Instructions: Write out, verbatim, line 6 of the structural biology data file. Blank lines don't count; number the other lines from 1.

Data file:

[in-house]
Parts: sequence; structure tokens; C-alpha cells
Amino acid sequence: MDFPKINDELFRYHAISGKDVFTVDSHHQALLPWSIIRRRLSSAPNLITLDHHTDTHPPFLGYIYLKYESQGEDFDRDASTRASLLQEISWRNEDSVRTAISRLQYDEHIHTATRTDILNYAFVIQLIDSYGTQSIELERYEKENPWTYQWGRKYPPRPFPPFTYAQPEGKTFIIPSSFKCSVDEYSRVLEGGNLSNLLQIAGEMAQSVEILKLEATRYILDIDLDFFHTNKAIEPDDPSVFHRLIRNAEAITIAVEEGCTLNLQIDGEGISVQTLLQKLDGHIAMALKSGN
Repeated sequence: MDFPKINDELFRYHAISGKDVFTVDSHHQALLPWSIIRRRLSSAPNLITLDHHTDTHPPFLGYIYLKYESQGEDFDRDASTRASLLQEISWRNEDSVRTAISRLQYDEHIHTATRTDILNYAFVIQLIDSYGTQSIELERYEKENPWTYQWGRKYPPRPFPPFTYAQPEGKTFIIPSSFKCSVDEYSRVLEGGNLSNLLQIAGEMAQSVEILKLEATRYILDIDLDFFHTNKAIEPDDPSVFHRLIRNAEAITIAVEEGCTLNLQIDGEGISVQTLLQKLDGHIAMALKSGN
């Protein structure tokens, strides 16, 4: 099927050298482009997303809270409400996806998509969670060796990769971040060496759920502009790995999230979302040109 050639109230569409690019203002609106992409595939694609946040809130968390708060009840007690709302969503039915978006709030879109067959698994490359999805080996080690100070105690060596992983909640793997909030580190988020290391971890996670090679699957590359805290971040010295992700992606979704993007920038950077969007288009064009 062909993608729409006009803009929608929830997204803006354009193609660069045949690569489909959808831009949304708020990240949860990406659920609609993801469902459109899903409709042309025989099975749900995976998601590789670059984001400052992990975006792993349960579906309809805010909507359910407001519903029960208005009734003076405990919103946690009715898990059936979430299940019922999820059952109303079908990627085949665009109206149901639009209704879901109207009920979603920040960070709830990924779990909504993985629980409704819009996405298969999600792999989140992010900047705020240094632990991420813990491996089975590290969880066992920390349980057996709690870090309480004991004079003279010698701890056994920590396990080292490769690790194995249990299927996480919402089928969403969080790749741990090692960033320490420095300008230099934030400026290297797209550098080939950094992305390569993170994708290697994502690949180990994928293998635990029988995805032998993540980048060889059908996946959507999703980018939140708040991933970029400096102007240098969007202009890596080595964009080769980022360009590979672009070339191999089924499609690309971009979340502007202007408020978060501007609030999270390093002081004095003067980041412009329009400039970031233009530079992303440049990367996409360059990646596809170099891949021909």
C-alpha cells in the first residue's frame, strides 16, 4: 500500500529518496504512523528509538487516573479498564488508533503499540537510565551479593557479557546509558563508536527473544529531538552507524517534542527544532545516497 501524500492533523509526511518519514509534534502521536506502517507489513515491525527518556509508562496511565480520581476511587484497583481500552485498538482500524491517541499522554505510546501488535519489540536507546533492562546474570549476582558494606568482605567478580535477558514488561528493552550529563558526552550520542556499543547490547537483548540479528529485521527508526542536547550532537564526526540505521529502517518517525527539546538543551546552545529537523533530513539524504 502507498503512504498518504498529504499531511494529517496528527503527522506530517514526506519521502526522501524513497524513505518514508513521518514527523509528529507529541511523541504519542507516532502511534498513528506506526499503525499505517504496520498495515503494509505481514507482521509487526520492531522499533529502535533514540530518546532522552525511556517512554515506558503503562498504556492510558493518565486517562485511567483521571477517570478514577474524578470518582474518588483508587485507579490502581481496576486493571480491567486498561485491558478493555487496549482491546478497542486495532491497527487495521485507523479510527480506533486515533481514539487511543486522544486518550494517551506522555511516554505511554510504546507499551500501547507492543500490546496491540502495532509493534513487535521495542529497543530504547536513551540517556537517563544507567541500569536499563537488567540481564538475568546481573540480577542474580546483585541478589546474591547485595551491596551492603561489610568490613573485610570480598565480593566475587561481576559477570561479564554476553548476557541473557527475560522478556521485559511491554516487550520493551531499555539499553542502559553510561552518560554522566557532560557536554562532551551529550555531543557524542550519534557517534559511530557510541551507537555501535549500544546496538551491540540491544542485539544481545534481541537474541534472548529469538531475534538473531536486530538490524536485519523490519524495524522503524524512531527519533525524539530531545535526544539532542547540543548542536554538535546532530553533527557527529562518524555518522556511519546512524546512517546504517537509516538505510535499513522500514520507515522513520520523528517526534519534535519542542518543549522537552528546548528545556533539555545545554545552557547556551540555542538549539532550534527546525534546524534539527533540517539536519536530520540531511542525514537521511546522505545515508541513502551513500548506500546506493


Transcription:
C-alpha cells in the first residue's frame, strides 16, 4: 500500500529518496504512523528509538487516573479498564488508533503499540537510565551479593557479557546509558563508536527473544529531538552507524517534542527544532545516497 501524500492533523509526511518519514509534534502521536506502517507489513515491525527518556509508562496511565480520581476511587484497583481500552485498538482500524491517541499522554505510546501488535519489540536507546533492562546474570549476582558494606568482605567478580535477558514488561528493552550529563558526552550520542556499543547490547537483548540479528529485521527508526542536547550532537564526526540505521529502517518517525527539546538543551546552545529537523533530513539524504 502507498503512504498518504498529504499531511494529517496528527503527522506530517514526506519521502526522501524513497524513505518514508513521518514527523509528529507529541511523541504519542507516532502511534498513528506506526499503525499505517504496520498495515503494509505481514507482521509487526520492531522499533529502535533514540530518546532522552525511556517512554515506558503503562498504556492510558493518565486517562485511567483521571477517570478514577474524578470518582474518588483508587485507579490502581481496576486493571480491567486498561485491558478493555487496549482491546478497542486495532491497527487495521485507523479510527480506533486515533481514539487511543486522544486518550494517551506522555511516554505511554510504546507499551500501547507492543500490546496491540502495532509493534513487535521495542529497543530504547536513551540517556537517563544507567541500569536499563537488567540481564538475568546481573540480577542474580546483585541478589546474591547485595551491596551492603561489610568490613573485610570480598565480593566475587561481576559477570561479564554476553548476557541473557527475560522478556521485559511491554516487550520493551531499555539499553542502559553510561552518560554522566557532560557536554562532551551529550555531543557524542550519534557517534559511530557510541551507537555501535549500544546496538551491540540491544542485539544481545534481541537474541534472548529469538531475534538473531536486530538490524536485519523490519524495524522503524524512531527519533525524539530531545535526544539532542547540543548542536554538535546532530553533527557527529562518524555518522556511519546512524546512517546504517537509516538505510535499513522500514520507515522513520520523528517526534519534535519542542518543549522537552528546548528545556533539555545545554545552557547556551540555542538549539532550534527546525534546524534539527533540517539536519536530520540531511542525514537521511546522505545515508541513502551513500548506500546506493